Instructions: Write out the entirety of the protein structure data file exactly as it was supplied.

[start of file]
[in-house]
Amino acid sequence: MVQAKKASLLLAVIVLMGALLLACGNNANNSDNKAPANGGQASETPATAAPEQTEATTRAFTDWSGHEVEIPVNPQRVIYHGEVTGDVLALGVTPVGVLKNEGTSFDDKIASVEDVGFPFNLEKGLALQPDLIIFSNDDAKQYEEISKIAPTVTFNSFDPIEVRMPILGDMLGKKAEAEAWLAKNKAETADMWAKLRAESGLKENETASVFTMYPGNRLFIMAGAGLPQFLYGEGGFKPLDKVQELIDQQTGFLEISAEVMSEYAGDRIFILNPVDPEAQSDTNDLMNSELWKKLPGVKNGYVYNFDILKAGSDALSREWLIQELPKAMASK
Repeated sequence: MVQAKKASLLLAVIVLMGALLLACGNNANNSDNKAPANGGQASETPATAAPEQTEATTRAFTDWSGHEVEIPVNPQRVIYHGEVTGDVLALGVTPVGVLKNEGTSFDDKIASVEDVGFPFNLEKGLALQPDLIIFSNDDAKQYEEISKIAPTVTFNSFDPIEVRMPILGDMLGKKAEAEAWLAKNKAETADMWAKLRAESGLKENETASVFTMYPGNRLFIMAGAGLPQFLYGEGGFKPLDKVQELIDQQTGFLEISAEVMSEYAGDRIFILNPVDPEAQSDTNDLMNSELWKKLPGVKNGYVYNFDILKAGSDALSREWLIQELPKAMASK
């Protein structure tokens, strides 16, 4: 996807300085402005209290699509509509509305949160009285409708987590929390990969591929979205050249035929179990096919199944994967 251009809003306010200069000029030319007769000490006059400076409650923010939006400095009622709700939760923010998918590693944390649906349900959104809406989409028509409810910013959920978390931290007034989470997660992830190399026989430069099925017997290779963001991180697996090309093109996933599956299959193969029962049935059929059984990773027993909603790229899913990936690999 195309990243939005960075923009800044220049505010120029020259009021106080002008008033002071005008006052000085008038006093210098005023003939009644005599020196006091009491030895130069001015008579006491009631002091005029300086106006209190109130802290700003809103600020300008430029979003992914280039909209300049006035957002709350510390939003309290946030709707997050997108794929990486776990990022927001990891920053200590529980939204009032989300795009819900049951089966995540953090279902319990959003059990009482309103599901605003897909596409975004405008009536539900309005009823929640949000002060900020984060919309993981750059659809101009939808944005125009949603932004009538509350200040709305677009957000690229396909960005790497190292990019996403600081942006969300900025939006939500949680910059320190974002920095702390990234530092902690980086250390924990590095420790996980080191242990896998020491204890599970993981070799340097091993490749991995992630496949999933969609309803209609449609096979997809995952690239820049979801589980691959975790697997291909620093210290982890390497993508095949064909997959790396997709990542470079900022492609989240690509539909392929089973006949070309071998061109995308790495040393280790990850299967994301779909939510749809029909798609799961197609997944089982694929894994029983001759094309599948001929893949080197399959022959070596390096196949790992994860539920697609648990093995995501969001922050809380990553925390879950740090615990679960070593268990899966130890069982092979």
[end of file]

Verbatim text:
[in-house]
Amino acid sequence: MVQAKKASLLLAVIVLMGALLLACGNNANNSDNKAPANGGQASETPATAAPEQTEATTRAFTDWSGHEVEIPVNPQRVIYHGEVTGDVLALGVTPVGVLKNEGTSFDDKIASVEDVGFPFNLEKGLALQPDLIIFSNDDAKQYEEISKIAPTVTFNSFDPIEVRMPILGDMLGKKAEAEAWLAKNKAETADMWAKLRAESGLKENETASVFTMYPGNRLFIMAGAGLPQFLYGEGGFKPLDKVQELIDQQTGFLEISAEVMSEYAGDRIFILNPVDPEAQSDTNDLMNSELWKKLPGVKNGYVYNFDILKAGSDALSREWLIQELPKAMASK
Repeated sequence: MVQAKKASLLLAVIVLMGALLLACGNNANNSDNKAPANGGQASETPATAAPEQTEATTRAFTDWSGHEVEIPVNPQRVIYHGEVTGDVLALGVTPVGVLKNEGTSFDDKIASVEDVGFPFNLEKGLALQPDLIIFSNDDAKQYEEISKIAPTVTFNSFDPIEVRMPILGDMLGKKAEAEAWLAKNKAETADMWAKLRAESGLKENETASVFTMYPGNRLFIMAGAGLPQFLYGEGGFKPLDKVQELIDQQTGFLEISAEVMSEYAGDRIFILNPVDPEAQSDTNDLMNSELWKKLPGVKNGYVYNFDILKAGSDALSREWLIQELPKAMASK
């Protein structure tokens, strides 16, 4: 996807300085402005209290699509509509509305949160009285409708987590929390990969591929979205050249035929179990096919199944994967 251009809003306010200069000029030319007769000490006059400076409650923010939006400095009622709700939760923010998918590693944390649906349900959104809406989409028509409810910013959920978390931290007034989470997660992830190399026989430069099925017997290779963001991180697996090309093109996933599956299959193969029962049935059929059984990773027993909603790229899913990936690999 195309990243939005960075923009800044220049505010120029020259009021106080002008008033002071005008006052000085008038006093210098005023003939009644005599020196006091009491030895130069001015008579006491009631002091005029300086106006209190109130802290700003809103600020300008430029979003992914280039909209300049006035957002709350510390939003309290946030709707997050997108794929990486776990990022927001990891920053200590529980939204009032989300795009819900049951089966995540953090279902319990959003059990009482309103599901605003897909596409975004405008009536539900309005009823929640949000002060900020984060919309993981750059659809101009939808944005125009949603932004009538509350200040709305677009957000690229396909960005790497190292990019996403600081942006969300900025939006939500949680910059320190974002920095702390990234530092902690980086250390924990590095420790996980080191242990896998020491204890599970993981070799340097091993490749991995992630496949999933969609309803209609449609096979997809995952690239820049979801589980691959975790697997291909620093210290982890390497993508095949064909997959790396997709990542470079900022492609989240690509539909392929089973006949070309071998061109995308790495040393280790990850299967994301779909939510749809029909798609799961197609997944089982694929894994029983001759094309599948001929893949080197399959022959070596390096196949790992994860539920697609648990093995995501969001922050809380990553925390879950740090615990679960070593268990899966130890069982092979």